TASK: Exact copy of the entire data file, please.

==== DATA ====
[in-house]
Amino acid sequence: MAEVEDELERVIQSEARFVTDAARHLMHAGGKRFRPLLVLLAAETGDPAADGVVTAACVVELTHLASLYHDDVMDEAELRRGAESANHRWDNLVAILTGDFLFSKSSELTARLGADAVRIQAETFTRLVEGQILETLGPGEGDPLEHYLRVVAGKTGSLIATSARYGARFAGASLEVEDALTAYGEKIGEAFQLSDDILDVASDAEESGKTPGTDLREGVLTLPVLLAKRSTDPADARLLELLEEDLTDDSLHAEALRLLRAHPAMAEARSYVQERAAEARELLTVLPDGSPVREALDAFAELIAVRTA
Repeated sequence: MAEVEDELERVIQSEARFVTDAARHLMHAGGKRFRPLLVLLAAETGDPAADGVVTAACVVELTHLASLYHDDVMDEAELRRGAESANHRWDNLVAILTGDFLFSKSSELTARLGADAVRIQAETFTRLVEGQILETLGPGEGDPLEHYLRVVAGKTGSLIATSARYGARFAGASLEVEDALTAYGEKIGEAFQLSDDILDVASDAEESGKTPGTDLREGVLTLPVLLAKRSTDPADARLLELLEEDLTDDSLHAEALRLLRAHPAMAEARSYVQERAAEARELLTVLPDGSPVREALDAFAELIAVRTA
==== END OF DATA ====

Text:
[in-house]
Amino acid sequence: MAEVEDELERVIQSEARFVTDAARHLMHAGGKRFRPLLVLLAAETGDPAADGVVTAACVVELTHLASLYHDDVMDEAELRRGAESANHRWDNLVAILTGDFLFSKSSELTARLGADAVRIQAETFTRLVEGQILETLGPGEGDPLEHYLRVVAGKTGSLIATSARYGARFAGASLEVEDALTAYGEKIGEAFQLSDDILDVASDAEESGKTPGTDLREGVLTLPVLLAKRSTDPADARLLELLEEDLTDDSLHAEALRLLRAHPAMAEARSYVQERAAEARELLTVLPDGSPVREALDAFAELIAVRTA
Repeated sequence: MAEVEDELERVIQSEARFVTDAARHLMHAGGKRFRPLLVLLAAETGDPAADGVVTAACVVELTHLASLYHDDVMDEAELRRGAESANHRWDNLVAILTGDFLFSKSSELTARLGADAVRIQAETFTRLVEGQILETLGPGEGDPLEHYLRVVAGKTGSLIATSARYGARFAGASLEVEDALTAYGEKIGEAFQLSDDILDVASDAEESGKTPGTDLREGVLTLPVLLAKRSTDPADARLLELLEEDLTDDSLHAEALRLLRAHPAMAEARSYVQERAAEARELLTVLPDGSPVREALDAFAELIAVRTA